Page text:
The King Ganesha

He who removes obstacles


89.00

Tribal statue from West Bengal in India representing the deity Ganesha in royal posture: simple work, few details and a lot of authenticity. More...

Height : 7.99'

Weight : 1.19 lbs

Tribal Art

Lost wax casting - copper alloy

Origin : West Bengale - India




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Description


Tribal Indian art



The tribes, practicing Dokra art, are from the Bastar district, in South India (today located in the state of Chattisgarh), they emigrated several centuries before and settled all over India from North to South.

Most have kept their tradition (culinary art, clothing, festivals) and their animist religion.


Dokra art


This traditional and artisanal art has not changed for millennia (more than 4000 years) and, the technique used is still that of lost wax: a coarse clay model is made and then covered with wax by the artist who will give it its final shape with its details. The whole is again covered with a clay mixture and then heated in an open hearth where a copper alloy will be poured. Visit my blog.

Objects produced by Dokra artists can be of a usual nature: cup, candle holder ... musical instruments (brass), or artistic such as jewelry, animals: horses, elephants, turtles ..., statues of men and women representing scenes of daily life and Hindu deities adopted by the tribes: Ganesh, Lakshmi ...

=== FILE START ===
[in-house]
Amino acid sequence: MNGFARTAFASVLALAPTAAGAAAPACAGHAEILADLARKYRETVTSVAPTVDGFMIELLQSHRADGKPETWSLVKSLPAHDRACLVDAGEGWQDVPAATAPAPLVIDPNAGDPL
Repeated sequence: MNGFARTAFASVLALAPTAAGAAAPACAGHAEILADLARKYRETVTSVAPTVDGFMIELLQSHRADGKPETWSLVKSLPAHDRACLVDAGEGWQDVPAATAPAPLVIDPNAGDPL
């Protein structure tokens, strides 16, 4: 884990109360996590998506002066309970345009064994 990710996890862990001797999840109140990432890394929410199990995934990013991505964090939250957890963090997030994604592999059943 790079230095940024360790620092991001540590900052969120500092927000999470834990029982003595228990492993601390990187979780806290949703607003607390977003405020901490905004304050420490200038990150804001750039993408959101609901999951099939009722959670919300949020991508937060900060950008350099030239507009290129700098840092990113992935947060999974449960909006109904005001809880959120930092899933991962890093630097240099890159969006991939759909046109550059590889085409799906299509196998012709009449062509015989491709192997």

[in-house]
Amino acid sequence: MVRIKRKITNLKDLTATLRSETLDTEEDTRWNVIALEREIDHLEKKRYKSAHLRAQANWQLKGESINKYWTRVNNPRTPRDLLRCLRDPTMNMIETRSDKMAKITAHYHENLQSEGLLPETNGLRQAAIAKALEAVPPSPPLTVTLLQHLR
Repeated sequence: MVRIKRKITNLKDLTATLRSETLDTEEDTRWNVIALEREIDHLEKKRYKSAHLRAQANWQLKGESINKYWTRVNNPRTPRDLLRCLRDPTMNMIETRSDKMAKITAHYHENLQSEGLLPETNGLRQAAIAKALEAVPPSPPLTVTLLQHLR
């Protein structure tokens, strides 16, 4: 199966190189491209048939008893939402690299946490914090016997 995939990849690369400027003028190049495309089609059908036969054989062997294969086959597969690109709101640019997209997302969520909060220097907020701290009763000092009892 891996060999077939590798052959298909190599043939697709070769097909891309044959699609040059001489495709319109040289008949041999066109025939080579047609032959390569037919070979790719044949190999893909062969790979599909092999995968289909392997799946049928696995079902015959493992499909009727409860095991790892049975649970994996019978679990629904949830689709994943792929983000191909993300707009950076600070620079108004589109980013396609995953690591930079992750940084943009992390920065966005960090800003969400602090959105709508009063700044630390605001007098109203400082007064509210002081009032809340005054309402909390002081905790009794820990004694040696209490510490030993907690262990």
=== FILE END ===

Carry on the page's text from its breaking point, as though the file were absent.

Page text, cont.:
Posture Standing in all his splendor, in an attitude of openness, Ganesh welcomes.

Ganesh's belly is always large: it is the center of vital energies. It symbolizes anchoring, presence here and now, stability.

Gestures The left arm with the elbow bent upwards makes the sign of protection (abhaya) and the other left hand holds a jewel, symbol of wealth. The outstretched right hand holds a laddhu, an Indian candy while his second right hand carries an ear of rice: two symbols of sweetness and abundance.

Headgear Tiara-shaped crown: Kiritamukuta - symbol of royalty.

The wheel of fire or wheel of the universe halo its head: it symbolizes the cycle of life: birth / destruction but also the fire which illuminates, destroys ignorance and/or which fertiles.

Mount The rat: Mushaka. Symbol of both lust and disease but also prosperity and wealth, intelligence ...

The rat can represent Ganesh on its own: it emphasizes the ambivalence of Ganesh which unites opposites: large/small - half animal/half human - lively spirit in a massive body... Doesn't her belly include the entire universe ?

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